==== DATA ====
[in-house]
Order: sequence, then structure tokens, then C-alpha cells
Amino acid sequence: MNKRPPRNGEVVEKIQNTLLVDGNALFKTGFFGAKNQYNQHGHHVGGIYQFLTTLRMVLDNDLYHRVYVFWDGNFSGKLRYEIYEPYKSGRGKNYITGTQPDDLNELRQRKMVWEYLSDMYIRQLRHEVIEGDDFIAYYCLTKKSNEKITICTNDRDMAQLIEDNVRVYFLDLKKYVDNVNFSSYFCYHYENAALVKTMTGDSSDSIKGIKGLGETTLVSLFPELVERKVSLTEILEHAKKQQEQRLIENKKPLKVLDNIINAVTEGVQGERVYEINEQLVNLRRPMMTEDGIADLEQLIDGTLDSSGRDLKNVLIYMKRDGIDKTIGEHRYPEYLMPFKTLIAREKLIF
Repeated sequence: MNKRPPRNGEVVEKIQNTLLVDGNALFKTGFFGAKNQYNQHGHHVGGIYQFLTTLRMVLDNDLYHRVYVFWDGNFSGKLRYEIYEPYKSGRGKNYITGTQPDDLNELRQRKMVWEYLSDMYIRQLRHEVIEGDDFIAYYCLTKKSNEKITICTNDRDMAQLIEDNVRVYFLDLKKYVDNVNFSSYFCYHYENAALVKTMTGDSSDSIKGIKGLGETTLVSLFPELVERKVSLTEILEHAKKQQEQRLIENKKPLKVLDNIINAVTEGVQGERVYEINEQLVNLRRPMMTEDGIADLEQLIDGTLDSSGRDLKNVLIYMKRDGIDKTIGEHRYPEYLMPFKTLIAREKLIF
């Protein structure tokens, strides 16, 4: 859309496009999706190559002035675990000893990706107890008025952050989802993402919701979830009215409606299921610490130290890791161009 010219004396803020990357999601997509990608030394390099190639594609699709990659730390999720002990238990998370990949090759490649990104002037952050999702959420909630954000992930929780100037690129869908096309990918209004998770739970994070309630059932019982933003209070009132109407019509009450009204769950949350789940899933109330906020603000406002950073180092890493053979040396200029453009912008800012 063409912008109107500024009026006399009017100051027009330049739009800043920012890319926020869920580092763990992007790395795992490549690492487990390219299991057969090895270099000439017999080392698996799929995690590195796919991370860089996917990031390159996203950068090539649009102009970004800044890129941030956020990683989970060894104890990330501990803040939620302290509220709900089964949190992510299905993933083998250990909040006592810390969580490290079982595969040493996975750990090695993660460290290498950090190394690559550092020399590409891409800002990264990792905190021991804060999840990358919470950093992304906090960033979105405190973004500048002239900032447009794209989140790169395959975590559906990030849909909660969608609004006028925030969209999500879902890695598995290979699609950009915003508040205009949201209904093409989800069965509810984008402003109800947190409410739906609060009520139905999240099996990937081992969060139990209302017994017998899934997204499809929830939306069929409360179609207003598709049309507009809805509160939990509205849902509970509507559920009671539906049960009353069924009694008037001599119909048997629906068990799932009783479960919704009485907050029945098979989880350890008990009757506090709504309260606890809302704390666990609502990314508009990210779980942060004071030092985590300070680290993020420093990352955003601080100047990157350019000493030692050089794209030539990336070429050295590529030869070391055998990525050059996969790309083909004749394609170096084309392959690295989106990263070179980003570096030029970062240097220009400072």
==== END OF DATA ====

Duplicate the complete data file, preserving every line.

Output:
[in-house]
Order: sequence, then structure tokens, then C-alpha cells
Amino acid sequence: MNKRPPRNGEVVEKIQNTLLVDGNALFKTGFFGAKNQYNQHGHHVGGIYQFLTTLRMVLDNDLYHRVYVFWDGNFSGKLRYEIYEPYKSGRGKNYITGTQPDDLNELRQRKMVWEYLSDMYIRQLRHEVIEGDDFIAYYCLTKKSNEKITICTNDRDMAQLIEDNVRVYFLDLKKYVDNVNFSSYFCYHYENAALVKTMTGDSSDSIKGIKGLGETTLVSLFPELVERKVSLTEILEHAKKQQEQRLIENKKPLKVLDNIINAVTEGVQGERVYEINEQLVNLRRPMMTEDGIADLEQLIDGTLDSSGRDLKNVLIYMKRDGIDKTIGEHRYPEYLMPFKTLIAREKLIF
Repeated sequence: MNKRPPRNGEVVEKIQNTLLVDGNALFKTGFFGAKNQYNQHGHHVGGIYQFLTTLRMVLDNDLYHRVYVFWDGNFSGKLRYEIYEPYKSGRGKNYITGTQPDDLNELRQRKMVWEYLSDMYIRQLRHEVIEGDDFIAYYCLTKKSNEKITICTNDRDMAQLIEDNVRVYFLDLKKYVDNVNFSSYFCYHYENAALVKTMTGDSSDSIKGIKGLGETTLVSLFPELVERKVSLTEILEHAKKQQEQRLIENKKPLKVLDNIINAVTEGVQGERVYEINEQLVNLRRPMMTEDGIADLEQLIDGTLDSSGRDLKNVLIYMKRDGIDKTIGEHRYPEYLMPFKTLIAREKLIF
């Protein structure tokens, strides 16, 4: 859309496009999706190559002035675990000893990706107890008025952050989802993402919701979830009215409606299921610490130290890791161009 010219004396803020990357999601997509990608030394390099190639594609699709990659730390999720002990238990998370990949090759490649990104002037952050999702959420909630954000992930929780100037690129869908096309990918209004998770739970994070309630059932019982933003209070009132109407019509009450009204769950949350789940899933109330906020603000406002950073180092890493053979040396200029453009912008800012 063409912008109107500024009026006399009017100051027009330049739009800043920012890319926020869920580092763990992007790395795992490549690492487990390219299991057969090895270099000439017999080392698996799929995690590195796919991370860089996917990031390159996203950068090539649009102009970004800044890129941030956020990683989970060894104890990330501990803040939620302290509220709900089964949190992510299905993933083998250990909040006592810390969580490290079982595969040493996975750990090695993660460290290498950090190394690559550092020399590409891409800002990264990792905190021991804060999840990358919470950093992304906090960033979105405190973004500048002239900032447009794209989140790169395959975590559906990030849909909660969608609004006028925030969209999500879902890695598995290979699609950009915003508040205009949201209904093409989800069965509810984008402003109800947190409410739906609060009520139905999240099996990937081992969060139990209302017994017998899934997204499809929830939306069929409360179609207003598709049309507009809805509160939990509205849902509970509507559920009671539906049960009353069924009694008037001599119909048997629906068990799932009783479960919704009485907050029945098979989880350890008990009757506090709504309260606890809302704390666990609502990314508009990210779980942060004071030092985590300070680290993020420093990352955003601080100047990157350019000493030692050089794209030539990336070429050295590529030869070391055998990525050059996969790309083909004749394609170096084309392959690295989106990263070179980003570096030029970062240097220009400072």